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Events and Life Mindsets Wellbeing

Reality tapping you on the shoulder

My family suffered a tragic loss this week due to the coronavirus. Last night, I read Om Malik’s post “The Pain of Distance“, and noticing reality tapping you on the shoulder –

If this is how I feel, I can’t even internalize how my mom must be feeling. She said it is cold. She didn’t even tell us about the fever. She can’t remember parts of the day. Even staying awake is tough. She is trying to be brave. She keeps saying it is nothing. And my dad is behaving as if there is nothing wrong. It is all so strange and all so sudden. You don’t realize the reality is just tapping you on the shoulder.

The Pain of Distance – On my Om

It’s easier to ignore a “common” cold. We see them every year, they’re part of our annual routines. Even that virus takes its victims every year, but we have a vaccine to help with it.

With COVID-19, we don’t have that. It doesn’t take long from the time you start to feel the effects of the virus, until you find yourself in a hospital bed (if you’re fortunate to have access to one, and act on the warning signs early enough), facing your mortality.

Pay attention when you feel reality tapping you on the shoulder.

Beyond that –

  1. Wear your mask over your mouth and nose;
  2. Wash your hands for 20 seconds, frequently;
  3. Keep a safe distance from others.

If not for yourself, do it for your family, and loved ones.

Categories
Events and Life Mindsets Wellbeing

Tragedy of Normalcy in the Coronavirus Shadow

When I walk around the city, and go for my runs, I see Israeli kids playing in water fountains, while their parents watch on. Few of them are wearing masks, or maintaining a reasonable distance from friends and relatives. Despite that, I empathise with people who lived in the coronavirus shadow during our initial lockdown, wanting to return to some semblance of normalcy.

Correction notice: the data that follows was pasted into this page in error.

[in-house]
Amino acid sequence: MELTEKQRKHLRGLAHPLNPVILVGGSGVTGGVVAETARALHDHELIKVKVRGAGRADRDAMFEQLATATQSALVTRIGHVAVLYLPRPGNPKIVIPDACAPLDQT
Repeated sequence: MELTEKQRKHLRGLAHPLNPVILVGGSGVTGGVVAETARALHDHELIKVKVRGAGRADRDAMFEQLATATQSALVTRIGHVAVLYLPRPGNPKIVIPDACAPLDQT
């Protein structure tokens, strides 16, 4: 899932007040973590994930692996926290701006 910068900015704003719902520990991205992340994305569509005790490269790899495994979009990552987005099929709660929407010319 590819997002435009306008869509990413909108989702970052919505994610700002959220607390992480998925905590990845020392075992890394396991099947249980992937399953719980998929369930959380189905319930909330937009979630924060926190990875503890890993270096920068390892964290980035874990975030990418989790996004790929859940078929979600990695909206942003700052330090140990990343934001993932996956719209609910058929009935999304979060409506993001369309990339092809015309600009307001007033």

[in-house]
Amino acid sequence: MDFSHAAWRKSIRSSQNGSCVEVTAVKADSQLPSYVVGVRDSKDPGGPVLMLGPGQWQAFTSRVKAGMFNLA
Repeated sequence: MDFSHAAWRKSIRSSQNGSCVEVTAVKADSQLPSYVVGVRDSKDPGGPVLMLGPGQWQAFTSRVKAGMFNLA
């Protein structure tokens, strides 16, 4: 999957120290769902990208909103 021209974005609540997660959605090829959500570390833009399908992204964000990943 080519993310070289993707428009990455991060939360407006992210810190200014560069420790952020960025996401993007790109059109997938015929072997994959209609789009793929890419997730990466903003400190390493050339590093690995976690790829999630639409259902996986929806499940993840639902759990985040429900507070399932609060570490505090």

In the shadow of a looming disaster

Then, I look around again, and I see how only a few wear masks over their mouths and noses, and make an effort to keep a safe distance. I feel like I’m watching a movie scene where people are unaware that their lives are about to be horribly torn apart by some unseen enemy.

Because that’s what seems to be happening here, in Israel, as we increasingly see headlines like this:

Virus infection numbers vault to record-breaking 859 cases in 24 hours

Virus infection numbers vault to record-breaking 859 cases in 24 hours | The Times of Israel

As much as I want everything to go back to how it all was before this virus fractured our society, I don’t think we can ever go back to the freedom we had before. Certainly not unless someone discovers a wondrous vaccine that reduces COVID-19 to a minor cold for the majority of our neighbours.

In the meantime, I see too many families behaving as if wearing masks is just a formality to avoid a fine from the police. Masks have become a fashion accessory for chins, and elbows for most of the people I see around me.

Some wear masks covering their mouths and noses, but not enough. For everyone else, the sun is shining, and there’s no need to keep apart. In the meantime, the virus’ resurgence started in schools, and instead of being horrified, we see school graduation events that cluster kids close together for dances, and photo opportunities.

Outrage doesn’t help. I just feel waves of sadness when I see this, and hope that perhaps there is some sort of magical bubble to protect our friends, and neighbours this time around.

This coronavirus is an insidious thing

This coronavirus is an insidious thing. It separates us at our weakest, and pulls families apart when they desperately need to be together. Parents diagnosed with COVID-19 are sequestered into hospital wards, and isolated from their families, fervently hoping/praying for their recovery, fearing that they may not.

I had a terrible thought: Imagine if a child becomes ill, and is isolated in one of these hospital wards. Will their parents be able to visit them, comfort them, or will their child be forced to face the fear of being sick, in a clinical environment, where they could lose their fight, alone?

It’s a truly awful thought, and yet we’re not doing nearly enough to keep our children, and ourselves safe.

When I look around at the people I pass, they don’t seem to have contemplated the nightmare that this virus could visit on them, and their families. Perhaps they don’t want to contemplate it, and prefer to pretend that everything is ok.

A cliché in Israel is the phrase: “הכל בסדר” – “Everything is ok”. It isn’t, and it won’t be for a while yet.


Photo by Andrew Seaman on Unsplash

Categories
Events and Life Mindsets

Free fall

The world feels more than a little crazy at the moment. Relative to what 2020 has been so far, that’s saying a lot. Lately, I’ve felt a bit like we’re in free fall, pretending that the air rushing past us as we hurtle down is just a refreshing breeze on a Spring day. It’s almost as if we’re all desperately hoping it can be ok again, faking it until we make it (if we do).